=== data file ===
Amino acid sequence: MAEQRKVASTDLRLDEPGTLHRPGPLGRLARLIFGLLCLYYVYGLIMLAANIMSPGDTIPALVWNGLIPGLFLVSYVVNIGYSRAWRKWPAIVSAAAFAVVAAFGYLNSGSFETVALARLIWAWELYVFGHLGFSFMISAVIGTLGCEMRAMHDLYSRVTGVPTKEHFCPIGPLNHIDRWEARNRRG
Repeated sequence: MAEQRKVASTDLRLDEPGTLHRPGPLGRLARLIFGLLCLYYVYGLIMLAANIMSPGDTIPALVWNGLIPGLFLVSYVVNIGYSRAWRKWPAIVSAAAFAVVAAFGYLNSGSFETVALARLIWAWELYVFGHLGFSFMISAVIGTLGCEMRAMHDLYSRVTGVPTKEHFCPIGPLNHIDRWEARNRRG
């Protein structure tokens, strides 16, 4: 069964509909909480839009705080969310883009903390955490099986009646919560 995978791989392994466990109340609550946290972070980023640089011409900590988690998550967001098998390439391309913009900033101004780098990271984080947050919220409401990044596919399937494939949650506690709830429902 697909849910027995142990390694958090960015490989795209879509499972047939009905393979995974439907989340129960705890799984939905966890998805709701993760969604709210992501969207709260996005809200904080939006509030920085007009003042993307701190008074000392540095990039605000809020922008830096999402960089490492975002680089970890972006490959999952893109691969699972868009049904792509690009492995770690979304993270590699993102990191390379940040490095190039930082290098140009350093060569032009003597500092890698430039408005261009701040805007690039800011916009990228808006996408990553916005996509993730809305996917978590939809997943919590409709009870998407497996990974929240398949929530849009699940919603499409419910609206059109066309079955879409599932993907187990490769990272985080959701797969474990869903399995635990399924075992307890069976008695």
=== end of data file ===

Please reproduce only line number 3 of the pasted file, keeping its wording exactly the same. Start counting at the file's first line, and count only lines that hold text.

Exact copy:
């Protein structure tokens, strides 16, 4: 069964509909909480839009705080969310883009903390955490099986009646919560 995978791989392994466990109340609550946290972070980023640089011409900590988690998550967001098998390439391309913009900033101004780098990271984080947050919220409401990044596919399937494939949650506690709830429902 697909849910027995142990390694958090960015490989795209879509499972047939009905393979995974439907989340129960705890799984939905966890998805709701993760969604709210992501969207709260996005809200904080939006509030920085007009003042993307701190008074000392540095990039605000809020922008830096999402960089490492975002680089970890972006490959999952893109691969699972868009049904792509690009492995770690979304993270590699993102990191390379940040490095190039930082290098140009350093060569032009003597500092890698430039408005261009701040805007690039800011916009990228808006996408990553916005996509993730809305996917978590939809997943919590409709009870998407497996990974929240398949929530849009699940919603499409419910609206059109066309079955879409599932993907187990490769990272985080959701797969474990869903399995635990399924075992307890069976008695």